Saved a screenshot, but can’t seem to include in my post.

  22. Here’s the 411. In order to access your my social security page, you need either a cell phone or email to access a security code that will let you access your page. Note: this is a one time only code that last for only 10 minutes and each time you go to your page, you have to enter a different code. Without it, NO ONE CAN ACESS YOUR ACCOUNT. Never give your information to ANYONE!!!!!.

    • See John’s post above.

      • Yes, but his case is likely special, as he had NOT setup 2FA before. So the text message was NOT to verify his acount, but to verify the phone number as part of ADDING the phone as 2nd factor. So that is to prevent him from making a typo in the number and locking himself out.

    • John M. Weber, please note that extra security on your MySSA account does not protect you from this type of fraud. My husband’s account had 2FA setup months ago and it was still in place. His MySS account was not compromised. The thief just bypassed it, utilizing a huge SSA loophole. From my long post above: “As it turns out, the SSA, in their infinite wisdom, allows one to apply online without cross-checking to see if one already has a SS.gov account. An online application bypasses a pre-existing SS.gov account.”

      My husband did not give his information to ANYONE yet he is victim of this fraud. Note also that we’ve done all we can to prevent identity theft, including freezing all of our credit back when the Equifax breach happened. Since this fraudulent SS claim mess, we’ve also frozen our ChexSystems profile, which I suggest everyone do too. It prevents unauthorized bank account openings. Note that it did not help in the instance of my husband’s SS fraud since Go Bank/Green Dot does not do any sort of security check before opening an account. Really, the SSA should not allow payments to go to a “bank” with such lax security measures as Go Bank, but I suppose that’s a topic for another day.

  23. ALL government agencies that offer walk-in services should offer an online access -disable- feature based upon SSN which can only be turned on or off by a walk-in appointment verified with photo-ID in their camera equipped (I assume) offices.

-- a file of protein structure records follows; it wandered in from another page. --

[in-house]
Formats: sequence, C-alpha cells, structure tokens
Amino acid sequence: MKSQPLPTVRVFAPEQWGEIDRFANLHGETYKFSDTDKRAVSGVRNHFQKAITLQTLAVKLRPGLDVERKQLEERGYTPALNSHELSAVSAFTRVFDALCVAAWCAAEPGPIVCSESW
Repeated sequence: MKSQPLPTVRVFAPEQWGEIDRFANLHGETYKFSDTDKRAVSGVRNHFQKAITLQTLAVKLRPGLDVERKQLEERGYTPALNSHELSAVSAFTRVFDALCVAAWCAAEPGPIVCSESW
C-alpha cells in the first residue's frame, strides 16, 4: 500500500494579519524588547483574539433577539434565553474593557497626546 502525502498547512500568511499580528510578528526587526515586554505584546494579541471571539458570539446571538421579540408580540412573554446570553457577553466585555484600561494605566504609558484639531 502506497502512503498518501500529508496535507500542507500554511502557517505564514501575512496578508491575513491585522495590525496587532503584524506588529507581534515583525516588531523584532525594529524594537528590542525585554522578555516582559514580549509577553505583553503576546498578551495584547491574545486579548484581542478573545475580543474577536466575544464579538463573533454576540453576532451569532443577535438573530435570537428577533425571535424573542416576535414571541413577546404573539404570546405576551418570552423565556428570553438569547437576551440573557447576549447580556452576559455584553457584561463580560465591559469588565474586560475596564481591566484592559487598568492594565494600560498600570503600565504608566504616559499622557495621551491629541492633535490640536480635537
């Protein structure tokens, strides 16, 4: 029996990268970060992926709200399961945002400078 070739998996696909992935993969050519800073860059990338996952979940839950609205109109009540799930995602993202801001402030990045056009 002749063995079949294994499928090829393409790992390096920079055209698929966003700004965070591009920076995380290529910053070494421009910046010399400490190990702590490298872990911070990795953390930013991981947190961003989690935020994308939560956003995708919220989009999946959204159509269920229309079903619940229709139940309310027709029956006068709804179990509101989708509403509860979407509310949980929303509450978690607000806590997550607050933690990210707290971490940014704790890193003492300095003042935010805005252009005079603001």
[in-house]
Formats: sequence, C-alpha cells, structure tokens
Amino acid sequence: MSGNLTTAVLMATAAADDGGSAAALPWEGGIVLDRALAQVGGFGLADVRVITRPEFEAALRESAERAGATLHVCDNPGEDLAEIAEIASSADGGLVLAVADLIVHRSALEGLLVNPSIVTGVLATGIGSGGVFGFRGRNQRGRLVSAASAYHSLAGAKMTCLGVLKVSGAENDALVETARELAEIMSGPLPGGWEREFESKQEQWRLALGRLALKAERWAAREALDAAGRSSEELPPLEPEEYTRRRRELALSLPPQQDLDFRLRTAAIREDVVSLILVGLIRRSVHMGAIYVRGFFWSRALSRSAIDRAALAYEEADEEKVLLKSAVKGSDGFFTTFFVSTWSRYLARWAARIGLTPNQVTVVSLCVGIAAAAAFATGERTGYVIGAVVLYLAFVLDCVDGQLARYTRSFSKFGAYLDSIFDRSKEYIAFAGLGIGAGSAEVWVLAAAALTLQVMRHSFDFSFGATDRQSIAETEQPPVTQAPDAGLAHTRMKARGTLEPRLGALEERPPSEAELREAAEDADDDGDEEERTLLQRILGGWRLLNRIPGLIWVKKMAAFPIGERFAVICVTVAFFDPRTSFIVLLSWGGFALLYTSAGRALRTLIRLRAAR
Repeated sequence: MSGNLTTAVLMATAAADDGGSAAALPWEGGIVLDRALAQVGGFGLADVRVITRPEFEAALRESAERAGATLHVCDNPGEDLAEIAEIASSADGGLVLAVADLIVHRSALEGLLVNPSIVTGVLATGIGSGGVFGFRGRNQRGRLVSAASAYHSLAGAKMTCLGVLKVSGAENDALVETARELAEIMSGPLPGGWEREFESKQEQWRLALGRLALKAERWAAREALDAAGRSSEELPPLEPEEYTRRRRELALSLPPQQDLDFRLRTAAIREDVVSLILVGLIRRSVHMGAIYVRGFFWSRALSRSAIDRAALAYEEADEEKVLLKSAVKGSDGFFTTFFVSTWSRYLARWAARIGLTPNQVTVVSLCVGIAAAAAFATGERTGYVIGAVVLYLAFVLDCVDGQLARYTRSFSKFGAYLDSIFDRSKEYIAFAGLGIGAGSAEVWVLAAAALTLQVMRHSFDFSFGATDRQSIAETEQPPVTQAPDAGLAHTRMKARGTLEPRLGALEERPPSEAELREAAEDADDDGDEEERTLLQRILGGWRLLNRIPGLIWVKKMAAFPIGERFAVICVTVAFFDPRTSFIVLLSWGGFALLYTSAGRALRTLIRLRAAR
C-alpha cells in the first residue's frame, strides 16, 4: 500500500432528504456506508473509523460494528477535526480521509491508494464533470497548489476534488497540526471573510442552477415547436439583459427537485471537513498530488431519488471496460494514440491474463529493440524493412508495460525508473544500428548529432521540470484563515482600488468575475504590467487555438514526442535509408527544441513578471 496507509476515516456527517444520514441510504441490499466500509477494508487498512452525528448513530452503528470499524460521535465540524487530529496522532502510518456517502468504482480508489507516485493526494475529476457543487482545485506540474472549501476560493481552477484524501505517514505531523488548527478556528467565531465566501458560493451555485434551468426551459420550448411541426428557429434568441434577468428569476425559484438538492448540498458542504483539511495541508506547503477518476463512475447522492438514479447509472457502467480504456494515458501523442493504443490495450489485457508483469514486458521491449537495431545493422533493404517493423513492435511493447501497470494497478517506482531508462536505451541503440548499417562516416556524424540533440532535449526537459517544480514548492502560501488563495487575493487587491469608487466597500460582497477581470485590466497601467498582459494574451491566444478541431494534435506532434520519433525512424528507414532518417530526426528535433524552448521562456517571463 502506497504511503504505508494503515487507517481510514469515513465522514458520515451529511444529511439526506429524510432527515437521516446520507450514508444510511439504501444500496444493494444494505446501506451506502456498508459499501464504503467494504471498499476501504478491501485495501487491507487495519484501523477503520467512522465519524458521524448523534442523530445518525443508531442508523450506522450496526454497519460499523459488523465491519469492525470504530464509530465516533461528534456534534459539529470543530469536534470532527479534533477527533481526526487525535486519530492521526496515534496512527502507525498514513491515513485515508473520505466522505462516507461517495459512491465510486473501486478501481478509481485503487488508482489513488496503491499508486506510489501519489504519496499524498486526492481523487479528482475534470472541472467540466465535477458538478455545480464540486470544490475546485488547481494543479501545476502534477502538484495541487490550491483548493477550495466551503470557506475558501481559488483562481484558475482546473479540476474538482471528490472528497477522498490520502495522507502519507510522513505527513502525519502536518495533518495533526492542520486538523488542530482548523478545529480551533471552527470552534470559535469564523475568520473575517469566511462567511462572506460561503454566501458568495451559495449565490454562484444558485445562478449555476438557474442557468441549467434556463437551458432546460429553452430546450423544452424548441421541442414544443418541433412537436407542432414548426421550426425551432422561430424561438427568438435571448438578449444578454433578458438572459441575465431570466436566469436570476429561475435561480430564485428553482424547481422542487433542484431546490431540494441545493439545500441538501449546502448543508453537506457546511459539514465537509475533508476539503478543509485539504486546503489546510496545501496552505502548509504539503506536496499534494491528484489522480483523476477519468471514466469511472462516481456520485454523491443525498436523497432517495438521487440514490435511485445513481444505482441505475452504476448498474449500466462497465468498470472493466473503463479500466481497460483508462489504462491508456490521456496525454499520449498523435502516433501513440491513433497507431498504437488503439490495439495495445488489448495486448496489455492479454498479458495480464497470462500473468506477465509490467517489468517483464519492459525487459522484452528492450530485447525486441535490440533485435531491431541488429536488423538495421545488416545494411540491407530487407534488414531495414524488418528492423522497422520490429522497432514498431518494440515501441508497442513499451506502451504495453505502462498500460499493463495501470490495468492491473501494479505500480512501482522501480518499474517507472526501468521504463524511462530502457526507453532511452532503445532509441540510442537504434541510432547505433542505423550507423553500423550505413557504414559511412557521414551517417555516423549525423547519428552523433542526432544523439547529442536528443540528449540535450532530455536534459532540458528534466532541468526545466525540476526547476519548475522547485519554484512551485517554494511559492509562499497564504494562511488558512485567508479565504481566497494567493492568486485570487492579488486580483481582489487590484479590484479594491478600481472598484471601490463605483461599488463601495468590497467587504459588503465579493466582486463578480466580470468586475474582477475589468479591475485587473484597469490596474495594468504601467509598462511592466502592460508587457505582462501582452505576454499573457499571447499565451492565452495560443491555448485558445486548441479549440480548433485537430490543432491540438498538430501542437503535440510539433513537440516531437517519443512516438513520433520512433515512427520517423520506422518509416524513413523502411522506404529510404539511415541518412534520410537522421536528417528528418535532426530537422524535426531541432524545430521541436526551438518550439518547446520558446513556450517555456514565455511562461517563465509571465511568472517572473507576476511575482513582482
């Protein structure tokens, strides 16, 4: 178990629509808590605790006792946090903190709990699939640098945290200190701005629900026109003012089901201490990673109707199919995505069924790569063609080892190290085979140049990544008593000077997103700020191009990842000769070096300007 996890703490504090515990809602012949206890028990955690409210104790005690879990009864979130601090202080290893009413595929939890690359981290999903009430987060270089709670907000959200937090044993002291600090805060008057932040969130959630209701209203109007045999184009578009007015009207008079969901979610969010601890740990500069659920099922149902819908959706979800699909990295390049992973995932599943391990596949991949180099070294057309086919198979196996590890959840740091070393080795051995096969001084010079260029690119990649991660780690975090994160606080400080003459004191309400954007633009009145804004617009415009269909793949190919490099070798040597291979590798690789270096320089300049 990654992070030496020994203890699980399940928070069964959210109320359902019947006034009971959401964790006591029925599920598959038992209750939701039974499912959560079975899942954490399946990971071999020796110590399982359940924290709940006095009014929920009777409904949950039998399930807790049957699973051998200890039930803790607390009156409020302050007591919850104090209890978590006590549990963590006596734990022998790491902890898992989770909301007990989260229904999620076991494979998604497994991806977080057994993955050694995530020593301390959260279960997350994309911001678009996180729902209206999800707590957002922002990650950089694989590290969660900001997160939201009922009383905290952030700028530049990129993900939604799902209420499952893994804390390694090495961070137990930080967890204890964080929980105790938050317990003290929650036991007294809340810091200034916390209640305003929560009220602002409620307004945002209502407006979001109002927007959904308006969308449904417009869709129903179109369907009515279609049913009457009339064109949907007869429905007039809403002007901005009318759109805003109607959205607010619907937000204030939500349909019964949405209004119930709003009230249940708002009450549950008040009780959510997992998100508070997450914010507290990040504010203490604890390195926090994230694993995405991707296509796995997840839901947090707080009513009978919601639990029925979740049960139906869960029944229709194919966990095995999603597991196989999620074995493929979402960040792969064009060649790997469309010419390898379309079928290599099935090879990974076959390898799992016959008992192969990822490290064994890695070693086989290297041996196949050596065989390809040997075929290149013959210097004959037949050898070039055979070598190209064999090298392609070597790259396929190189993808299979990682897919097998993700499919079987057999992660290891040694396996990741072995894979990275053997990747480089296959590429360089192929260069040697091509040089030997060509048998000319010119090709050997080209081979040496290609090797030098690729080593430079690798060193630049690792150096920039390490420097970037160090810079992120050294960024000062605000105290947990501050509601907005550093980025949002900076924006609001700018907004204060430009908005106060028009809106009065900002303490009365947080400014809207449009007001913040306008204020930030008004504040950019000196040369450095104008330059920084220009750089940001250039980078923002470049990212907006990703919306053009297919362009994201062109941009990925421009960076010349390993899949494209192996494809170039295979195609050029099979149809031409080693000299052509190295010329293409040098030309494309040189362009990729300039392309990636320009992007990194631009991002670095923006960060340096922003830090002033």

24. My husband learned he had been collecting Social Security for several months when Medicare denied paying for a flu shot. Turns out the letter at the end of his Medicare number changed when “he”started receiving benefits. They also changed to our previous address, so we received nothing by snail mail. We’ve lived at our current address since December, 1991. The SSA agent who helped us in person, their records indicated the claim was filed in person. SSA told us by phone to ignore the 1099.

  25. Yes its too many thieves someone .ca to file death benefits on my husband .And said I notified SSA and I didn’t . so becarful

  26. Doesn’t take a scammer to get your personal information. Social security sent my information to the wrong person and denied doing it even though I received a message from the person they sent it to. The message even included a picture of the letter showing my information, including my social security number.

  27. Vincent Graziano

    Were the “Eckenstein” culprit ever found?
    VG

  28. Scammers would probably find it easier to create my myssa account.

    I can’t set one up because the “credit history” used for the questions is completely wrong. None of the questions reflect any event in my history. Interestingly, the questions are always the same, in the same order, every. single. time.

    Not a few others have the identical problem. The SSA calls it a “rare problem, happening in only a very few cases”.

    A persistent scammer will eventually get the acceptable answers before I could. The probablility is high, given the questions.

    Of course, I *could* travel to one of the SSA offices, difficult as it would be and just hurry up and wait.

  29. Patricia d beall

    Social secruity my benifite